Investigators traced the identity theft ring back to China, where
police believe hackers were based when they stole the account numbers
of tens of thousands of American consumers, according to the Queens
County District Attorney's Office on Thursday. Many of the 39 people
who were arrested lived in Queens or Brooklyn and were Chinese in
Kevin Ryan, a spokesman for District Attorney Richard Brown, told
SCMagazineUS.com on Friday that the individuals charged were part of a
gang responsible for using equipment to manufacture counterfeit credit cards and driver's
They then sent out teams of "shoppers" to visit stores in New
York, Texas and Arizona, authorities said. These people were encouraged to purchase expensive goods, such as TVs, laptops, gaming consoles and jewelry. The
items were then resold, at a small discount, over the internet.
"They were getting raw materials [the data] from the supplier in
China," Ryan said. "The quality of their products [fake cards and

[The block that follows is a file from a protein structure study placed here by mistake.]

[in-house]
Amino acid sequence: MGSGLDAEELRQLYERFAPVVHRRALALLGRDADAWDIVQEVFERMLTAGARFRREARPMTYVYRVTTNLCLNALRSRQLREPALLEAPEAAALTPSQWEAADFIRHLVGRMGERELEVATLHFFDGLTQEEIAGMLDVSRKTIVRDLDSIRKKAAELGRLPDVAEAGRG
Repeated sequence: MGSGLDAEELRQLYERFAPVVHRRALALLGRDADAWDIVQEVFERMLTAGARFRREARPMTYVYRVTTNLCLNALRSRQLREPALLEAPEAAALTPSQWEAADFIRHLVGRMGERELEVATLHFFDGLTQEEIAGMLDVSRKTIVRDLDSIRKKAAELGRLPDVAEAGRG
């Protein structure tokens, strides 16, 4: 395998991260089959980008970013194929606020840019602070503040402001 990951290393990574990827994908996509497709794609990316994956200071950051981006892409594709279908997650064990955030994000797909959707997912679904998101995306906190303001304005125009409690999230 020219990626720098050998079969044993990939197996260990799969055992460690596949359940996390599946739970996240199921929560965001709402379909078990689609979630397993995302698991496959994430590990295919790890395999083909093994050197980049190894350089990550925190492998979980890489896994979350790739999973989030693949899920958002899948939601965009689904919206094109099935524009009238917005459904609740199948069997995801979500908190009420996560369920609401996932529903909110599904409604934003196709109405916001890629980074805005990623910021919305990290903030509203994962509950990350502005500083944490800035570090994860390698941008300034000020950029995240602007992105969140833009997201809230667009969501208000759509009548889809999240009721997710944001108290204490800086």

licenses] were exceptional."
The 16-month investigation into the ring, dubbed "The House of Cards"
by police, discovered that the group was using credit and debit card
numbers, stolen from a major retailer, Ryan said. He would not identify
the merchant that was breached.
"Many of the defendants charged (Thursday) are accused of going on
nationwide shopping sprees, purchasing tens of thousands of dollars
worth of high-end electronics, handbags and jewelry with forged credit
cards that contained the account information of unsuspecting
customers," Brown said in a news release. "Particularly disturbing is
the fact that, in a number of cases, the defendants are charged with
using bogus documents to purchase airline tickets and then using those
documents as identification to board aircraft."
Those arrested face up to 25 years in prison.
See original article on scmagazineus.com
Police bust major ID theft ring in New York
By Dan Kaplan on Mar 10, 2008 10:40AM
Thirty-eight people living in New York have been charged with leveraging stolen consumer data to create bogus credit cards that were then used to purchase high-priced goods, such as computers and televisions, authorities said.
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